I love the holidays! Everyone celebrates the Wiccan holidays in a different way, so feel free to put your own personal stamp on these. Below is just a basic overview to get you started.
Also, you’ll notice many similarities between these occasions and Christian celebrations. This is by design. The church incorporated some of these celebrations and “Christianized” them in order to bring more followers into the fold.
Wicca is a nature-based religion, so the holidays are rooted in the seasons of the year. There are many Wiccan holidays or Sabbats and some are more well-known than others. The Wheel of the Year includes eight major celebrations.
Please note, many of these dates are flexible due to the solstice, which is never the same from year to year. Since Wicca doesn’t follow the Gregorian calendar, we start in October, rather than January, because it’s the Wiccan New Year.
Samhain (October 31st)
During Samhain we celebrate the final harvest. This holiday is also strongly associated with a symbolic death, since the Wheel of the Year is rooted in the earth. Summer has come to an end, and its time for the earth to go cold and barren.
This is when the veil between the world of the living and the dead is at its thinnest. This is probably why Halloween is associated with ghosts and goblins. In Latin cultures, The Day of the Dead honors friends and family members who have passed away.
Samhain is the Wiccan New Year. It’s time to take stock of the previous year and make plans for the future.
Yule (December 21st)
The winter solstice is the shortest day of the year, and consequently, the longest night of the year. It is a time to gather with friends and family members, and show our love for them.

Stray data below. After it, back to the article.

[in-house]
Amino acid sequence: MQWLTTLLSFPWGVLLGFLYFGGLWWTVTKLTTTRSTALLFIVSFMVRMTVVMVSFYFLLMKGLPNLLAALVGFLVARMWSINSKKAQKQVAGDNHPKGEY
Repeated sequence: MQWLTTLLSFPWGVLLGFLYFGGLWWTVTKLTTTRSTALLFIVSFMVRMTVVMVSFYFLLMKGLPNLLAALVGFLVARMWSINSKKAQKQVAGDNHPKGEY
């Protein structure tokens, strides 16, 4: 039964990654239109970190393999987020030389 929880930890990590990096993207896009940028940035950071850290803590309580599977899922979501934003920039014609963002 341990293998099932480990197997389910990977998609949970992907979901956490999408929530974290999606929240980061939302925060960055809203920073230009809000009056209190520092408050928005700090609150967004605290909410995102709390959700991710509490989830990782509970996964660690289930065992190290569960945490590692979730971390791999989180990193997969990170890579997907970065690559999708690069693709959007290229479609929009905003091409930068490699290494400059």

You’ll find many of the practices familiar, like decorating a tree to celebrate growth and rebirth.
Slowly, we are making our way back to the warmth and sunshine of spring. From here on out, the days will get warmer and longer.
Imbolc (February 1st)
Spring is on the horizon. We’ve made it through the coldest part of the year, and the world is beginning to renew itself. This Sabbat is an excellent time to begin something new.
This celebration also coincides with the secular holiday, Groundhog Day, when the creature supposedly lets the world know if there will be an early spring or six more weeks of winter.
This is a fantastic time for spring cleaning and bringing in new energy.
Ostara (March 21st)
There are more hours of daylight now and Spring has finally sprung. This holiday is about fertility, rebirth, and the return to warmer temperatures. The title of this Sabbat comes from Eostre, the Goddess of Spring and it’s where we get the term Easter.
If you think about the symbols of Easter like rabbits and ducklings, it’s all about fertility.
Beltane (May 1st)
Summer is beginning and this is an earthy celebration of love and sex. It’s warm and the Earth is thriving once more, and vibrant with life.
This Sabbat has been incorporated into the secular holiday, May Day, where people dance around the Maypole.
Litha (June 21st)
This is also known as Midsummer and it’s a celebration of sunshine and warmth. Crops are beginning to come in from the fields and it’s a time of abundance. The earth is vibrantly alive. Food is plentiful and life is much easier.
Fires are often associated with pagan holidays. They’re sometimes called “fire festivals” and it symbolizes fertility and purification. So, this is the perfect time for a backyard bonfire.
Lammas (August 1st)
This is the beginning of the harvest season. This holiday is strongly associated with baking bread. The crops have matured, so wheat, corn, and other grains are ready for harvest.
Mabon (September 21st)
This is the autumn equinox and the days will get colder and shorter until we reach Yule. This is the second harvest festival. Most of the crops are done for the year. The days are growing shorter and colder. Soon, winter will be upon us.
What’s your favorite holiday? Or which do you find the most interesting?